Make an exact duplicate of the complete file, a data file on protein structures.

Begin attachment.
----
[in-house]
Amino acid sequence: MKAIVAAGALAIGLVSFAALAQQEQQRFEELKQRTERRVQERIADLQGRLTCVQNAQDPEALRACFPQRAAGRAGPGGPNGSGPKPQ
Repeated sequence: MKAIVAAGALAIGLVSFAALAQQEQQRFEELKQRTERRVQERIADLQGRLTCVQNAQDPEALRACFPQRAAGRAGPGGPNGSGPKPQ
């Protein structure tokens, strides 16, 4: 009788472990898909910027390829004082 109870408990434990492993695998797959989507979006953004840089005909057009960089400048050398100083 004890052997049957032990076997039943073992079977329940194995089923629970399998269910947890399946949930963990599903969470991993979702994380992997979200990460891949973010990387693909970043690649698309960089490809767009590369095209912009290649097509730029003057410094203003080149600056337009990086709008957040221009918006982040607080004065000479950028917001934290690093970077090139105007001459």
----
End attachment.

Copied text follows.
[in-house]
Amino acid sequence: MKAIVAAGALAIGLVSFAALAQQEQQRFEELKQRTERRVQERIADLQGRLTCVQNAQDPEALRACFPQRAAGRAGPGGPNGSGPKPQ
Repeated sequence: MKAIVAAGALAIGLVSFAALAQQEQQRFEELKQRTERRVQERIADLQGRLTCVQNAQDPEALRACFPQRAAGRAGPGGPNGSGPKPQ
């Protein structure tokens, strides 16, 4: 009788472990898909910027390829004082 109870408990434990492993695998797959989507979006953004840089005909057009960089400048050398100083 004890052997049957032990076997039943073992079977329940194995089923629970399998269910947890399946949930963990599903969470991993979702994380992997979200990460891949973010990387693909970043690649698309960089490809767009590369095209912009290649097509730029003057410094203003080149600056337009990086709008957040221009918006982040607080004065000479950028917001934290690093970077090139105007001459």